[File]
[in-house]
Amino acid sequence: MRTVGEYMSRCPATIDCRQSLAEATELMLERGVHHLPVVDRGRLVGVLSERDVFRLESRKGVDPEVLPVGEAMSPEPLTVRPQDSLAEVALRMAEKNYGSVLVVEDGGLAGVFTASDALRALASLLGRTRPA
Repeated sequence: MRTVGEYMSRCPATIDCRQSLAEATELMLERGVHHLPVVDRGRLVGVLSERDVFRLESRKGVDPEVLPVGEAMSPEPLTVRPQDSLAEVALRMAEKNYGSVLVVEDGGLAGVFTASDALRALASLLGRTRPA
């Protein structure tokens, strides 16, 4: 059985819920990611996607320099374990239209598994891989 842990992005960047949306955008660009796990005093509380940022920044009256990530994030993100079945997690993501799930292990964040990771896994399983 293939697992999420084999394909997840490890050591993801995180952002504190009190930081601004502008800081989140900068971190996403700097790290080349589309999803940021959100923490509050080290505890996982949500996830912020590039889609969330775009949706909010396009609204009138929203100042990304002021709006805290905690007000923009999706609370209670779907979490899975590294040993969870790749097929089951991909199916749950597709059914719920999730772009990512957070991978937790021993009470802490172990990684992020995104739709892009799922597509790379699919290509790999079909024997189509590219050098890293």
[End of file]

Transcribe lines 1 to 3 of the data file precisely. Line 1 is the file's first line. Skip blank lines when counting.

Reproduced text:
[in-house]
Amino acid sequence: MRTVGEYMSRCPATIDCRQSLAEATELMLERGVHHLPVVDRGRLVGVLSERDVFRLESRKGVDPEVLPVGEAMSPEPLTVRPQDSLAEVALRMAEKNYGSVLVVEDGGLAGVFTASDALRALASLLGRTRPA
Repeated sequence: MRTVGEYMSRCPATIDCRQSLAEATELMLERGVHHLPVVDRGRLVGVLSERDVFRLESRKGVDPEVLPVGEAMSPEPLTVRPQDSLAEVALRMAEKNYGSVLVVEDGGLAGVFTASDALRALASLLGRTRPA